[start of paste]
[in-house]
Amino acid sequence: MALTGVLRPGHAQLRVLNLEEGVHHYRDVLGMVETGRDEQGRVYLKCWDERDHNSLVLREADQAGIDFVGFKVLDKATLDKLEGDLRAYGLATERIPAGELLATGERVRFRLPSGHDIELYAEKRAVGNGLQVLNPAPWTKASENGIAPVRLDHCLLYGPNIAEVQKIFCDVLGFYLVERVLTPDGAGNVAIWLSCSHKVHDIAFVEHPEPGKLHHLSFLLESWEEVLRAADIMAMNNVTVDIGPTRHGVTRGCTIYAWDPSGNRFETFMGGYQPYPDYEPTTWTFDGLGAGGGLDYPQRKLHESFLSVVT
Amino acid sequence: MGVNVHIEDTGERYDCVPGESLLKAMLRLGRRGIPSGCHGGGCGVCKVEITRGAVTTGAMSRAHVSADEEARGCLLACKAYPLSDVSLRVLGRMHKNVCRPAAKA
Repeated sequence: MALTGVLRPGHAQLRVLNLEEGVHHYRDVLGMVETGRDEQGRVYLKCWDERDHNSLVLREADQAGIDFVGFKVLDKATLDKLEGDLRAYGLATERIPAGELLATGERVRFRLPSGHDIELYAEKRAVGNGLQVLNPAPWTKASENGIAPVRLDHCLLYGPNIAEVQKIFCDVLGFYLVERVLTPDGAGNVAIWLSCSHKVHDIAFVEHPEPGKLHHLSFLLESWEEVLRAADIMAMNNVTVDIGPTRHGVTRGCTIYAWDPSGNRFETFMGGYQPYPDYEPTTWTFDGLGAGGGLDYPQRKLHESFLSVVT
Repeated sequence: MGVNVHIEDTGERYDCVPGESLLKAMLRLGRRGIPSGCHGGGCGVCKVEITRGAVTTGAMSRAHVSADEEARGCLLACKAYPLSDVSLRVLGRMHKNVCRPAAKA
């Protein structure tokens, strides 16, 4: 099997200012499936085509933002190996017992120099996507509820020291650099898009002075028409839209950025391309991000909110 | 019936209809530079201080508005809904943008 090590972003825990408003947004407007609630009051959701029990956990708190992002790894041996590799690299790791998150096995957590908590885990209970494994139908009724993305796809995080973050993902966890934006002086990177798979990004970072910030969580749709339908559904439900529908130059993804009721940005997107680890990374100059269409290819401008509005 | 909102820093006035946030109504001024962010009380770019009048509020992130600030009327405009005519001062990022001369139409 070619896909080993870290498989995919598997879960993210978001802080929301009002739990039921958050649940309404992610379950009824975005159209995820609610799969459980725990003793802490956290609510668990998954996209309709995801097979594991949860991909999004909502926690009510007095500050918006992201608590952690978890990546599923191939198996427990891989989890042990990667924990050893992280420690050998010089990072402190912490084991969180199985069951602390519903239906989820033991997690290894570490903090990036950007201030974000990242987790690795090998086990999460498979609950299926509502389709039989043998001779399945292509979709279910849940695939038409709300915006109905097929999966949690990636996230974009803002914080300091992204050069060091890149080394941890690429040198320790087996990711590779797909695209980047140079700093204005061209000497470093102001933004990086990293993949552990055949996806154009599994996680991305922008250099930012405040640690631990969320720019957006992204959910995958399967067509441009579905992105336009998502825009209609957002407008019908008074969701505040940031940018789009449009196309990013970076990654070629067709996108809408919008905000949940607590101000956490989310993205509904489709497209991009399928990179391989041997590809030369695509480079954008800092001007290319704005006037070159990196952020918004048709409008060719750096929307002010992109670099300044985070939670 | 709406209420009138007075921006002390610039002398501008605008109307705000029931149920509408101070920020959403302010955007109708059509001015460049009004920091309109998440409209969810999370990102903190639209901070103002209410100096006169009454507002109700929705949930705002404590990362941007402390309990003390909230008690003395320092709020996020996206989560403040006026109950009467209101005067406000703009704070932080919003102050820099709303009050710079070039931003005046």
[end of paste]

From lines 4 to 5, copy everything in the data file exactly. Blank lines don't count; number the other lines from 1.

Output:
Repeated sequence: MALTGVLRPGHAQLRVLNLEEGVHHYRDVLGMVETGRDEQGRVYLKCWDERDHNSLVLREADQAGIDFVGFKVLDKATLDKLEGDLRAYGLATERIPAGELLATGERVRFRLPSGHDIELYAEKRAVGNGLQVLNPAPWTKASENGIAPVRLDHCLLYGPNIAEVQKIFCDVLGFYLVERVLTPDGAGNVAIWLSCSHKVHDIAFVEHPEPGKLHHLSFLLESWEEVLRAADIMAMNNVTVDIGPTRHGVTRGCTIYAWDPSGNRFETFMGGYQPYPDYEPTTWTFDGLGAGGGLDYPQRKLHESFLSVVT
Repeated sequence: MGVNVHIEDTGERYDCVPGESLLKAMLRLGRRGIPSGCHGGGCGVCKVEITRGAVTTGAMSRAHVSADEEARGCLLACKAYPLSDVSLRVLGRMHKNVCRPAAKA